Proving Whether or Not Contamination is Caused by Oil and Gas Operations
Judith H. Jordan
affiliation not provided to SSRN
July 5, 2011
Oil and gas development is becoming increasingly controversial in the U.S., in part because of uncertainty about the causes of groundwater contamination in active gas fields. Debates about whether contamination is caused specifically by hydraulic fracturing and whether gas wells should be regulated under the Safe Drinking Water Act rage, but without the relatively rare smoking gun, the question whether oil and gas development has caused contamination evades both scientific and legal determinations. The inability to determine causation is a problem that fuels public distrust of government and industry and deserves a serious effort to solve.
In 2010, 2,682 wells were drilled in Pennsylvania, about 500 more than in Colorado’s Garfield County. Home to the Piceance Basin, Garfield County’s natural gas boom commenced in about 2004. That year, the Colorado Oil and Gas Conservation Commission (COGCC) permitted 796 wells in Garfield County -- a number that climbed steadily to 2,888 by 2008, the peak year to date. Whereas oil and gas development was previously concentrated offshore and in more confined parts of the Gulf Coast and Rocky Mountains, it is now occurring in more heavily populated areas such as Pennsylvania. Although the industry sparked controversy in its traditional territory, the volume of the public opposition has increased as development has invaded more populous regions and much of this controversy is fueled by concerns about water quality.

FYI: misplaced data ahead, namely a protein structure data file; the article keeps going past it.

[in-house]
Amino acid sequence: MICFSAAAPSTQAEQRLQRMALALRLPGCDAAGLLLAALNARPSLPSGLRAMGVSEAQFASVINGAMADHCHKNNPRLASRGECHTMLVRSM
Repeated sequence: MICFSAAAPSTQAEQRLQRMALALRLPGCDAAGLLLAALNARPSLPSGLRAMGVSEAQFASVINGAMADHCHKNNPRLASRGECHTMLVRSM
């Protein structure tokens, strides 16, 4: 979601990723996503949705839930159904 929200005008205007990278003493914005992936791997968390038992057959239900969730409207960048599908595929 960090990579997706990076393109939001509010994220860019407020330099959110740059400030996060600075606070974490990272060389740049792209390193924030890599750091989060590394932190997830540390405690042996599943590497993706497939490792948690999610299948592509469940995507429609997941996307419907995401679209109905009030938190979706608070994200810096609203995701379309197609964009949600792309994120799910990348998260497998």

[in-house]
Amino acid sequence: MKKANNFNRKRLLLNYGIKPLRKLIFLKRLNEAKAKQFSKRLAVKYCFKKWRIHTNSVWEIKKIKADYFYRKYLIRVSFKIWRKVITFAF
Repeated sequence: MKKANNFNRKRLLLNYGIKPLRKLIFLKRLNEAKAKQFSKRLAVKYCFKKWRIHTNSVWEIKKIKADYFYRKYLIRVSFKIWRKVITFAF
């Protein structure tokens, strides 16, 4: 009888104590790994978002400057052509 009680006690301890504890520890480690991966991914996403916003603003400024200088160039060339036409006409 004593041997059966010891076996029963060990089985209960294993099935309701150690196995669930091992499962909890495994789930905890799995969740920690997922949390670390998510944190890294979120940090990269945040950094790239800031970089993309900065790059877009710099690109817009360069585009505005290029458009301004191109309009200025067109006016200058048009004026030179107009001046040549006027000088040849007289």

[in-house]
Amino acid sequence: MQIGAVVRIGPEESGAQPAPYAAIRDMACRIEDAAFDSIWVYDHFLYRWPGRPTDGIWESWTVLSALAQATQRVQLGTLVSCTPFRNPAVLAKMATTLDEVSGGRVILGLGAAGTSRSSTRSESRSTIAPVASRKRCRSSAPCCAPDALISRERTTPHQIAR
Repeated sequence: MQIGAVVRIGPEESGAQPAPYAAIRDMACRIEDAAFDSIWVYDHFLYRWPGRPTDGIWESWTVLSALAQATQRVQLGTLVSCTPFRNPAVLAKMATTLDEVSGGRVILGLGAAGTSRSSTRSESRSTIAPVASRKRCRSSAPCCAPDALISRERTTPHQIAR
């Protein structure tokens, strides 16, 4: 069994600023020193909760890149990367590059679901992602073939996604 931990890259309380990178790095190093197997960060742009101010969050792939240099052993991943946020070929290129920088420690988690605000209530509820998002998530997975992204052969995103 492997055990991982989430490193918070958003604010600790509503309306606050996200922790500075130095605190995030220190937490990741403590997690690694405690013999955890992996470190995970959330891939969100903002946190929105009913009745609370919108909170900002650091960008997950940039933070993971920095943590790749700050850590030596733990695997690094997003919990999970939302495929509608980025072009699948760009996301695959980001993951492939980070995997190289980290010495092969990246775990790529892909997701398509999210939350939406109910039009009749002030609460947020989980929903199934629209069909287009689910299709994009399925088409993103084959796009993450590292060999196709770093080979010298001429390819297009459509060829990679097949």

During a 2009 public hearing on the New York Department of Environmental Conservation’s Supplemental Generic Environmental Impact Statement on oil and gas development, protesters in New York City held anti-development signs, interrupted official presentations and were escorted out of the venue. The New York legislature imposed a moratorium in November 2010 in order to allow the Department of Environmental Conservation to better study modern oil and gas development techniques, and federal legislators from New York, Pennsylvania and Colorado have called for federal regulation of the hydraulic fracturing (fracking) process under the auspices of the Safe Drinking Water Act (SDWA). Some of the reasons that oil and gas development is so controversial are that it is an industrial activity that is allowed under common law to encroach upon residential areas where it causes nuisance noise, odor and pollution. But it is also implicated in instances of ambient groundwater contamination that have not been fully resolved. This lack of resolution serves as a rallying cry for anti-development groups, and results partly from failures to adequately address issues of causation and proof. Public pressure, in turn, has spawned legislative proposals such as the so-called FRAC Act.
Number of Pages in PDF File: 8working papers series
Date posted: July 6, 2011
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